Is it reasonable to conclude that a population of Iberian demigods fashioning sophisticated overshot flaked bifacial blades gave rise to a population of ankle-biting big-game hunters who fashioned sophisticated bifacial blades using tricky overshot flaking?
Perhaps not, but I will do so all the same.
Stating the Obvious
In fact, I will go out a little further on my limb and sketch out a way it might have happened.
Precisely 40,017 years ago, modern humans came into Europe and, over the course of 10,031 years, displaced their Neanderthal cousins.
I hope to explore this transition further in upcoming posts and videos. For now, let’s fast-forward to 25,000 years ago.
25,000 years ago, during the last major glacial period (Stanford & Bradley p. 122),
a new population of semi-nomadic hunters, perhaps carrying the mtDNA X2a haplogroup (ibid. 247), entered the scene.
This particular population came from a line of “Siberian” nomads who, perhaps having developed powerful cultural innovations, were very successful, and following various large prey animals, quickly spread themselves far and wide across Eurasia.
As these groups spread, their cultural adaptations diverged much more quickly than their genes. Whereas some of the groups in Asia (perhaps carrying the X2, but not X2a haplogroup) eventually developed a sophisticated microblade technology, one group, perhaps in North Africa (ibid. 144) developed not only (non-perishable) sophisticated bifacial flaking technology, but also (perishable) watercraft.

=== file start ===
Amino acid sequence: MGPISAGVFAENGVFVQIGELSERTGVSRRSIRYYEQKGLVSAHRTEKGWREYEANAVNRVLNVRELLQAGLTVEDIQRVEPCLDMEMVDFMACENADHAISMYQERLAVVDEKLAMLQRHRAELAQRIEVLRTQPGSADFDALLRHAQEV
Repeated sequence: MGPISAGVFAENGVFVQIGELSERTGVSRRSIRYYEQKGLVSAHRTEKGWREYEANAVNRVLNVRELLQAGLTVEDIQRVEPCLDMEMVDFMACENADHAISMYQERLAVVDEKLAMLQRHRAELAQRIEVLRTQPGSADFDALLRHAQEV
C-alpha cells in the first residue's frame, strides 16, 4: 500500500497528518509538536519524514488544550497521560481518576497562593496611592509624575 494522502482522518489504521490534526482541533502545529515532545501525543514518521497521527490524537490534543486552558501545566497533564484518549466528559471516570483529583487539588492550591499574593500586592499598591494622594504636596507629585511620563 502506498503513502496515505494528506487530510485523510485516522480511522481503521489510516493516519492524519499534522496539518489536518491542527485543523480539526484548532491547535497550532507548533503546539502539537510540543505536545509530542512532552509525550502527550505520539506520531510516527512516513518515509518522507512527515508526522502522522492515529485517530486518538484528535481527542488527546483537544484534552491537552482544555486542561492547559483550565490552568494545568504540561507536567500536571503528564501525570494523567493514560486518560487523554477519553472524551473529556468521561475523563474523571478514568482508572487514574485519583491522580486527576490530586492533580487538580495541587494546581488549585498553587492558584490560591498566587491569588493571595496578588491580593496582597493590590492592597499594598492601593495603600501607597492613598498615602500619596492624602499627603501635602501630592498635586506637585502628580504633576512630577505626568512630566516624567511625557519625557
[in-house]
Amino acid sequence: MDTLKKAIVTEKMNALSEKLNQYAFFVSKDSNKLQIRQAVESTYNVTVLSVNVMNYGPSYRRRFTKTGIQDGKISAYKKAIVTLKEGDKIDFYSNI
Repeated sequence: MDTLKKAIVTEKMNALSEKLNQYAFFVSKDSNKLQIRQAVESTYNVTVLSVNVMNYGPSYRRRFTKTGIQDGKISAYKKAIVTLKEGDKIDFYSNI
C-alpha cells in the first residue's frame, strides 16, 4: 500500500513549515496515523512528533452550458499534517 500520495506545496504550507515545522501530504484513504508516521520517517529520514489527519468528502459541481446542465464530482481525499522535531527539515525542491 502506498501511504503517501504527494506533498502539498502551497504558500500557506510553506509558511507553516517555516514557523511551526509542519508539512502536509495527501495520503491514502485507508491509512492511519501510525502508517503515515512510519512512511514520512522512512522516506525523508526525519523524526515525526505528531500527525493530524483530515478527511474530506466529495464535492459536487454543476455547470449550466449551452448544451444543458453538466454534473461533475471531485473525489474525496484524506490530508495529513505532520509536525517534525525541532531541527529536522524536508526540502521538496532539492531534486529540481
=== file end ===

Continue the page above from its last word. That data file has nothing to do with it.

By the time they arrived on the coast of Western Europe, this group of proto-Solutreans had a sophisticated toolkit (and “Siberian” genes).
At some point, perhaps 22,004 years ago, an intrepid group of Solutreans, whose sophisticated cultural adaptations had prepared them to survive and thrive on marine mammals, made it to North America. They may, in fact, have made this journey more than once in both directions. At any rate, some portion of this population eventually stayed.
Their ancestors traveled down the coastline, past the costly tolls in Delaware and the traffic outside D.C., down to the Southeast. From there they began to thrive and spread, eventually dominating the entire continent before the Younger Dryas period.
(Which, I was planning to add, might have been brought on by an impact event, but recent evidence seems to be suggesting otherwise.)
Thus, at least in my head, it is possible to believe that the Americas were populated by three successive waves of “Siberian” populations, and simultaneously believe that one early wave arrived via the Atlantic sea ice.
Agree or disagree, but for God’s sake make a call while the wheel is still spinning.